In a country of 12 million people, nearly three in every four children do not go to school, UNHCR and the U.N. children’s agency UNICEF said. More than 1 million children have fled outside South Sudan while another 1 million are internally displaced.

The agencies said more than a thousand children have been killed in the fighting. The true figure may be much higher since there are no accurate death tolls available for South Sudan, one of the world’s least developed nations.

A displaced boy from South Sudan stands next to family belongings in Lamwo after fleeing fighting in Pajok town across the border in northern Uganda

FILE PHOTO: A displaced boy from South Sudan stands next to family belongings in Lamwo after fleeing fighting in Pajok town across the border in northern Uganda April 5, 2017. REUTERS/James Akena/File Photo

Separately, an official told Reuters that two commercial vehicles carrying passengers were attacked at two checkpoints along the Juba-Bor road on Friday.

“One commercial vehicle coming from Juba was attacked at a checkpoint in Jamaza and the other at Sudan Safari,” said Jacob Akech Deng, the Jonglei province’s state minister of information.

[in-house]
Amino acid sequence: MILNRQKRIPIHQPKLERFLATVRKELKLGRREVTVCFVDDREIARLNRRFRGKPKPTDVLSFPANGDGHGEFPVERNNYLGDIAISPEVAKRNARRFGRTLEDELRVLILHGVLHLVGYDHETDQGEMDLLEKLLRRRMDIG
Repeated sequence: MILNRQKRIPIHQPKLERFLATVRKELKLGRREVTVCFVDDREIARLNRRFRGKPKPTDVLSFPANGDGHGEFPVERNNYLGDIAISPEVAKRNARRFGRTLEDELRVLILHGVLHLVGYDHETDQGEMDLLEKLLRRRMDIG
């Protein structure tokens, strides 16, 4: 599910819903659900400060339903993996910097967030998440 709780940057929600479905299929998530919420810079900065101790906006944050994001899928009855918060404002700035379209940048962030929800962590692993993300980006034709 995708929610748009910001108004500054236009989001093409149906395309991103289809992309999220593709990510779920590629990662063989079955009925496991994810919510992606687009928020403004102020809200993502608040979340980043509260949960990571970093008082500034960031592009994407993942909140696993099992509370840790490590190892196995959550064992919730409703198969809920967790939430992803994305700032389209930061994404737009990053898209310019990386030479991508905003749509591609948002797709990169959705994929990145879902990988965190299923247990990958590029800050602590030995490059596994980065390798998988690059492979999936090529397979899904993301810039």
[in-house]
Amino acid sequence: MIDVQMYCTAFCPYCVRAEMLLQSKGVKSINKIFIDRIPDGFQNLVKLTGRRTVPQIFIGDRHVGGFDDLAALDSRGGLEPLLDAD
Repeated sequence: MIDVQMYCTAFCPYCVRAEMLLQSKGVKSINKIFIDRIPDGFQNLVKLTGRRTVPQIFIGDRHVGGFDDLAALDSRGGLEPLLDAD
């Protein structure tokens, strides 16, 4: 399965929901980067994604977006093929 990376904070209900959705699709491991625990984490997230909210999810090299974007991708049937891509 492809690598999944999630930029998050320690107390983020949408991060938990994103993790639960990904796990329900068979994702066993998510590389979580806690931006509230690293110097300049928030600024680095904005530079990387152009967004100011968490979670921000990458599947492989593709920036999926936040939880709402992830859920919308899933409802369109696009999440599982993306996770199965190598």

“We have received, and saw 21 people killed and 25 injured at Bor Hospital,” he told Reuters, referring to areas along the highway.

Reports in South Sudan said the death toll could reach to 51. Deng said authorities were still collecting evidence.

Many South Sudanese refugees have fled into neighboring Uganda, Kenya, Sudan or Ethiopia, nations which are already struggling to provide enough food and resources for their own populations.

(Writing by Clement Uwiringiyimana and Aaron Maasho; Editing by Toby Chopra)

Charities slam Calais ban that could halt food aid for migrants

An aid worker provides assistance near a group of migrants claiming to be minors who use blankets to protect themselves from the cold as they prepare to spend the night after the dismantlement of the "Jungle" camp in Calais, France, October 27, 2016. REUTERS/Pascal Rossignol

By Matthias Blamont and Sudip Kar-Gupta

PARIS (Reuters) – Charities expressed outrage on Friday as the mayor of French port Calais, which has symbolized Europe’s refugee crisis, signed a ban on gatherings that could stop aid groups distributing meals to migrants and refugees.